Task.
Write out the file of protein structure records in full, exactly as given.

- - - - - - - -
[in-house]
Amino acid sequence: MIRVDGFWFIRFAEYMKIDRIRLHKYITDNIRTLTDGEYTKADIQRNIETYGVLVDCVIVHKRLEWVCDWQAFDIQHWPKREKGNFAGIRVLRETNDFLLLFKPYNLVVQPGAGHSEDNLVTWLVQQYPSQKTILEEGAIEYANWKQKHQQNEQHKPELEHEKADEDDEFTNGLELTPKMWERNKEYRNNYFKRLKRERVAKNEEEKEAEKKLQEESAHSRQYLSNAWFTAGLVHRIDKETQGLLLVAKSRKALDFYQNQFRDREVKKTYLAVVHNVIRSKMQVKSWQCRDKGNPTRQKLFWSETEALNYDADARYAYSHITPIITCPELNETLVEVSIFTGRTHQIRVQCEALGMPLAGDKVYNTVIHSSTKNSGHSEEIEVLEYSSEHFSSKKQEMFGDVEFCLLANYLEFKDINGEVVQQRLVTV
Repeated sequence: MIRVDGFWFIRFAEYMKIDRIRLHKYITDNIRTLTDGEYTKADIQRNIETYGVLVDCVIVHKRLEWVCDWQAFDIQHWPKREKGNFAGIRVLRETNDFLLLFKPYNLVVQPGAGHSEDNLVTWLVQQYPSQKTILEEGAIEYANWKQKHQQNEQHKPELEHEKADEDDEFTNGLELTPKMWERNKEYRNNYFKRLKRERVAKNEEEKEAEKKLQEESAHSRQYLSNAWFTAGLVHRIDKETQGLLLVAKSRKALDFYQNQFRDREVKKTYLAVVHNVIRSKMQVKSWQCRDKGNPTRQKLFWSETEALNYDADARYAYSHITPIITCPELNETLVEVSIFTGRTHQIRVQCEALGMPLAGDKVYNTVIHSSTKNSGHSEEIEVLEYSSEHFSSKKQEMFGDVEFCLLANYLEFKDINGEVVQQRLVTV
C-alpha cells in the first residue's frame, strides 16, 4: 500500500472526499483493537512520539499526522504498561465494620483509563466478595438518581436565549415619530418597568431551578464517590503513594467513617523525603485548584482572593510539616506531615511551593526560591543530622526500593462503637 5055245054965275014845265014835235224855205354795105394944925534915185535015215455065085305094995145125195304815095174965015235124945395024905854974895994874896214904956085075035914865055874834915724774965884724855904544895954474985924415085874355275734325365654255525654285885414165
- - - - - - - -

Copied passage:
[in-house]
Amino acid sequence: MIRVDGFWFIRFAEYMKIDRIRLHKYITDNIRTLTDGEYTKADIQRNIETYGVLVDCVIVHKRLEWVCDWQAFDIQHWPKREKGNFAGIRVLRETNDFLLLFKPYNLVVQPGAGHSEDNLVTWLVQQYPSQKTILEEGAIEYANWKQKHQQNEQHKPELEHEKADEDDEFTNGLELTPKMWERNKEYRNNYFKRLKRERVAKNEEEKEAEKKLQEESAHSRQYLSNAWFTAGLVHRIDKETQGLLLVAKSRKALDFYQNQFRDREVKKTYLAVVHNVIRSKMQVKSWQCRDKGNPTRQKLFWSETEALNYDADARYAYSHITPIITCPELNETLVEVSIFTGRTHQIRVQCEALGMPLAGDKVYNTVIHSSTKNSGHSEEIEVLEYSSEHFSSKKQEMFGDVEFCLLANYLEFKDINGEVVQQRLVTV
Repeated sequence: MIRVDGFWFIRFAEYMKIDRIRLHKYITDNIRTLTDGEYTKADIQRNIETYGVLVDCVIVHKRLEWVCDWQAFDIQHWPKREKGNFAGIRVLRETNDFLLLFKPYNLVVQPGAGHSEDNLVTWLVQQYPSQKTILEEGAIEYANWKQKHQQNEQHKPELEHEKADEDDEFTNGLELTPKMWERNKEYRNNYFKRLKRERVAKNEEEKEAEKKLQEESAHSRQYLSNAWFTAGLVHRIDKETQGLLLVAKSRKALDFYQNQFRDREVKKTYLAVVHNVIRSKMQVKSWQCRDKGNPTRQKLFWSETEALNYDADARYAYSHITPIITCPELNETLVEVSIFTGRTHQIRVQCEALGMPLAGDKVYNTVIHSSTKNSGHSEEIEVLEYSSEHFSSKKQEMFGDVEFCLLANYLEFKDINGEVVQQRLVTV
C-alpha cells in the first residue's frame, strides 16, 4: 500500500472526499483493537512520539499526522504498561465494620483509563466478595438518581436565549415619530418597568431551578464517590503513594467513617523525603485548584482572593510539616506531615511551593526560591543530622526500593462503637 5055245054965275014845265014835235224855205354795105394944925534915185535015215455065085305094995145125195304815095174965015235124945395024905854974895994874896214904956085075035914865055874834915724774965884724855904544895954474985924415085874355275734325365654255525654285885414165